• Research

    The immune system and bone regeneration

Growing up as a student athlete in Cincinnati, Joe Panos had more than his fair share of visits to the orthopedist for sports injuries. The care he received for conditions ranging from pitcher's elbow to soccer sprains so impressed him that he vowed one day to be the physician instead of the patient.

Now Panos, an M.D./Ph.D. student in Mayo Clinic Alix School of Medicine, is hoping to become an orthopedic surgeon. As part of his education, he is conducting research to improve regenerative treatment for patients whose bones don't heal properly.

In early February, his research on how the immune system affects bone regeneration won the Orthoregeneration Award from the ON Foundation. That honor is given in collaboration with the Orthopaedic Research Society to a young investigator whose work advances orthopedic tissue regeneration.

Joe Panos

"When people have large fractures or lose part of a bone due to disease or injury, they don't heal very well. It's a really big clinical issue with very few effective treatments," says Panos. "Our research investigated immunomodulation, in which proteins activate or suppress the body's immune system and its ability to repair injured bones."

The field of regenerative medicine is seeking to shift the focus from fighting disease to rebuilding health, with an emphasis on repairing, replacing or restoring diseases cells, tissues or organs. Mayo Clinic's Center for Regenerative Medicine is at the forefront of this movement. The center supports Panos' research and education program as part of its objective of training the future workforce in regenerative medicine.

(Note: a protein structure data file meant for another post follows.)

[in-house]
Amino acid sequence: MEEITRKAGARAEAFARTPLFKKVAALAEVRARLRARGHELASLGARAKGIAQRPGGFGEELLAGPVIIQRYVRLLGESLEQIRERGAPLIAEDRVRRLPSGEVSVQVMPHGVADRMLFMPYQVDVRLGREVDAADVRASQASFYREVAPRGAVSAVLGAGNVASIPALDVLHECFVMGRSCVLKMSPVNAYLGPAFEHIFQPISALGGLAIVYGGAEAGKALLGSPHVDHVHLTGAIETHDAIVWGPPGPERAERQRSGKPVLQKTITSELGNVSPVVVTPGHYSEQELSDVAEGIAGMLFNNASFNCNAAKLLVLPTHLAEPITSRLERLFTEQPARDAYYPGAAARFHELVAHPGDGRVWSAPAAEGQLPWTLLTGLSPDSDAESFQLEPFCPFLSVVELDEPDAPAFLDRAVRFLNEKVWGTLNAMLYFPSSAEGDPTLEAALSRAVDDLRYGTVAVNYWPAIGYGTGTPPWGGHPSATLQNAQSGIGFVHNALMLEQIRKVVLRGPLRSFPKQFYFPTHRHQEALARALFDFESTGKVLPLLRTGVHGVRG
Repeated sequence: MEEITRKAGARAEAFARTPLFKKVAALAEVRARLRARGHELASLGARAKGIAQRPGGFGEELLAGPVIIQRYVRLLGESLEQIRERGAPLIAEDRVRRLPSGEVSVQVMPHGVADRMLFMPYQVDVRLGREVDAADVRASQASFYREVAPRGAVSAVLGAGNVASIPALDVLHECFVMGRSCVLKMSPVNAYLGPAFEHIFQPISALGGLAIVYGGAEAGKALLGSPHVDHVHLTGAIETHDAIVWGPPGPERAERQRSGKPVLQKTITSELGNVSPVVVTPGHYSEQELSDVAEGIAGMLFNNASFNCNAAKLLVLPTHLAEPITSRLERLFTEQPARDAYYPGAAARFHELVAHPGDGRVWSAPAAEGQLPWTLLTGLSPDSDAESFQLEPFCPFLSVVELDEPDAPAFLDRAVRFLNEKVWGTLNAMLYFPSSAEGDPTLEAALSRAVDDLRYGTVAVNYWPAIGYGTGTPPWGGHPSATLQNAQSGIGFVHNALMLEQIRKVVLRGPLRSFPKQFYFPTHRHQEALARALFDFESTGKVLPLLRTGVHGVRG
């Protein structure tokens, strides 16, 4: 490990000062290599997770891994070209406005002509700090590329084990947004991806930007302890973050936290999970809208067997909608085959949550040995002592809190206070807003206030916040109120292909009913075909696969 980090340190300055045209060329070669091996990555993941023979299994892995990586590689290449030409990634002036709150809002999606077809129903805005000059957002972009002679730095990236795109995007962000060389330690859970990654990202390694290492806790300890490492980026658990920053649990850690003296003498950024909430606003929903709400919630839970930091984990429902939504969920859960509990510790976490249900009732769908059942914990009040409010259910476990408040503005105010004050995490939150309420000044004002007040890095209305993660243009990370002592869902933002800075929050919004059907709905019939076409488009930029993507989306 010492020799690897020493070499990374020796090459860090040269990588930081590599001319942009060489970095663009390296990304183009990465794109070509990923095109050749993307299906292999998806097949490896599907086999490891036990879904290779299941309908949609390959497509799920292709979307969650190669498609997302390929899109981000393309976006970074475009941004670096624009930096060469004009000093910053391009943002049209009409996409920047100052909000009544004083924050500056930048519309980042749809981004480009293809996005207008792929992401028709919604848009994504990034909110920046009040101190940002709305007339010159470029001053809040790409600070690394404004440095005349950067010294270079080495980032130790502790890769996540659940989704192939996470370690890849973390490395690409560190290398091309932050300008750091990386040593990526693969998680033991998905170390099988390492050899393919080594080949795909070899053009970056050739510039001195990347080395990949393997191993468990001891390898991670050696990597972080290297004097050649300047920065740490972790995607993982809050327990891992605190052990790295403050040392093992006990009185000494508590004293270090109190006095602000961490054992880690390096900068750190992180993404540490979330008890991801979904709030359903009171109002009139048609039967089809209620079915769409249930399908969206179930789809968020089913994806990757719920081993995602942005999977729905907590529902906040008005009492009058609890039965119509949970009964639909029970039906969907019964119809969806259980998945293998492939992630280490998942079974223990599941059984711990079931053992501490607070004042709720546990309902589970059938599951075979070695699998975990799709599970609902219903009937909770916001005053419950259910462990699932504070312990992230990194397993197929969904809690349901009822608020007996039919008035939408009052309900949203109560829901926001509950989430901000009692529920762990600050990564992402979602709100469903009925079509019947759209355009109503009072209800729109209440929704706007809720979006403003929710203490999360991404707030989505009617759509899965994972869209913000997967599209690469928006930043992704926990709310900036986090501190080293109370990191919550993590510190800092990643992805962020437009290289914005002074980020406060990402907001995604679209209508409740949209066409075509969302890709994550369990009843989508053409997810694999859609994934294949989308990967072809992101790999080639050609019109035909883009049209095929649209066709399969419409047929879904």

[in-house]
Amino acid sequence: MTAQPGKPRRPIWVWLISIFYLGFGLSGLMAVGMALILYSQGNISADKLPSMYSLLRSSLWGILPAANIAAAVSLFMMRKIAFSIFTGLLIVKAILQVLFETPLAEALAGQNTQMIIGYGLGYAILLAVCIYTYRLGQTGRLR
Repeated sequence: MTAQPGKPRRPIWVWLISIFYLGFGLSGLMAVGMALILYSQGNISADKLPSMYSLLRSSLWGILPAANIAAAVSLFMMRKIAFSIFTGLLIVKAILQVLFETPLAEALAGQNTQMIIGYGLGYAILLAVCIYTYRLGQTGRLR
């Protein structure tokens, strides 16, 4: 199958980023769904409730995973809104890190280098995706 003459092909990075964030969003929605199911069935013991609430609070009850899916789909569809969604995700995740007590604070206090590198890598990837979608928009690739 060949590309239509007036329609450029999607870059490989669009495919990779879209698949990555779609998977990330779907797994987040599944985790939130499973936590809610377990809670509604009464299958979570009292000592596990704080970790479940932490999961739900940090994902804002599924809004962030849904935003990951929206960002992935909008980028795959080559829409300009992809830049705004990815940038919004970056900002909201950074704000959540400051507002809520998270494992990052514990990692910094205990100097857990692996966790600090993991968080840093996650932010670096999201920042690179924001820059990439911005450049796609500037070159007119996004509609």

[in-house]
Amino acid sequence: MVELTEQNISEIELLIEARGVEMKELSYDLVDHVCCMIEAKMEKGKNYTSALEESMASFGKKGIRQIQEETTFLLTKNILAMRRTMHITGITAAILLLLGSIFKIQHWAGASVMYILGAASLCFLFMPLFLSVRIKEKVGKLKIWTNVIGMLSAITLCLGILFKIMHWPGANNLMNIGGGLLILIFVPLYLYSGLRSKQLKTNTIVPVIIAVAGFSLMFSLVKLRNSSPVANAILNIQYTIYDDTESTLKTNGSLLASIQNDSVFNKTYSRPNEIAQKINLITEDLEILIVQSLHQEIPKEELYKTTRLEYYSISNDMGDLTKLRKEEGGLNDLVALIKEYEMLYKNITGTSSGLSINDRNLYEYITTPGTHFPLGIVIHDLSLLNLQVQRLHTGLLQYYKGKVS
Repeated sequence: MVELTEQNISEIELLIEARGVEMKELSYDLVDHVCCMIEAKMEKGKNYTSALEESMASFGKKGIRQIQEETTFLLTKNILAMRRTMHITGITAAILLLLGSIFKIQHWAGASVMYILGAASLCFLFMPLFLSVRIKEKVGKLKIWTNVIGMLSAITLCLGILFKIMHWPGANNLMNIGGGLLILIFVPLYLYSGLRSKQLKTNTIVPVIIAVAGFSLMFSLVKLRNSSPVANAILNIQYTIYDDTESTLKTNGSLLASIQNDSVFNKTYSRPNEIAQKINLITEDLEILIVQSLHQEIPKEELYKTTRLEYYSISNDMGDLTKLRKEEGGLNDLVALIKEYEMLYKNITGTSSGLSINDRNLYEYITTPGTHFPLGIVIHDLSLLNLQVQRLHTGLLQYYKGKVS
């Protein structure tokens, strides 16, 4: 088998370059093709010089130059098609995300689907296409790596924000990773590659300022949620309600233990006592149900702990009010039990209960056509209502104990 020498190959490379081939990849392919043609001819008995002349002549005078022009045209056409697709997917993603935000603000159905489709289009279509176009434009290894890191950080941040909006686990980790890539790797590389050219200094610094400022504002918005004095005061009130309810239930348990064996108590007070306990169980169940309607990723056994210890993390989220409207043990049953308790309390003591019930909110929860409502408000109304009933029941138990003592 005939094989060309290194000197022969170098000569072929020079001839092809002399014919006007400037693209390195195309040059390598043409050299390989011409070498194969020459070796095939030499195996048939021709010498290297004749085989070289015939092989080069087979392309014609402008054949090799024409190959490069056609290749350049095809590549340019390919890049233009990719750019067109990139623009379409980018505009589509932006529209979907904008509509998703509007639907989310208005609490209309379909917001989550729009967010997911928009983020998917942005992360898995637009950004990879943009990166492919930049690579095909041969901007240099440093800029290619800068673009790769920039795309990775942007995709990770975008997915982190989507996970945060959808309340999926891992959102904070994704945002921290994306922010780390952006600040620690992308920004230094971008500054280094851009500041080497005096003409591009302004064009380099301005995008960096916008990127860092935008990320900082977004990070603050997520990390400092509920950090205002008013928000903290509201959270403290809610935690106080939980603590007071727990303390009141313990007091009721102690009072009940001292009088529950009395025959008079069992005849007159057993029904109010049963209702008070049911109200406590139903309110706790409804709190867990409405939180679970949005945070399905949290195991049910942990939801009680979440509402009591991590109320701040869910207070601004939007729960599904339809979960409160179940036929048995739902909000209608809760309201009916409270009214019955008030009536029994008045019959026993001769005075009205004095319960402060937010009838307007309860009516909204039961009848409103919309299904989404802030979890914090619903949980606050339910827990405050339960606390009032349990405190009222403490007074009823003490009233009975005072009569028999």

Less inflammation, more regeneration

Panos' research in the lab of his mentor, Christopher Evans, Ph.D., focused on bone morphogenic protein-2 (BMP-2), a growth factor that has been used to regenerate large fractures and bone loss. However, high doses are needed, which can be costly and cause life-threatening inflammation. The results are often only moderately effective.

"My abstract hypothesized that high doses of the growth factor BMP-2 and inflammation were related. We discovered BMP-2 released a blood-derived protein known as interleukin-1 that triggered the body's immune response," says Panos. "When interleukin-1 was blocked, we were able to lower the inflammation and regenerate large bone segments with 90% less BMP-2. The newly formed bone was just as strong and of higher quality than when higher doses were used."

Dr. Evans says this exciting finding could advance the practice by potentially making it less expensive and safer to apply the BMP-2 growth factor more widely to spur tissue regeneration more potently.

Christopher Evans, Ph.D.

"It will help direct attention to the influence of inflammation in regenerative processes. This is something in which our lab is very much interested, not just in the context of bone healing, but also in the healing of cartilage, tendons and other tissues," says Dr. Evans. "Joe's discovery competed against submissions from researchers with far more experience. It is quite remarkable for a Mayo graduate student to win this Orthoregeneration Award."

Panos plans to use this research in the defense of his doctoral thesis this spring. After that, he will finish his final two years of medical school. His long-term vision is to advance orthopedic research in his career as a physician-scientist and apply regenerative medicine to treat patients like himself who have injuries from athletic or other trauma.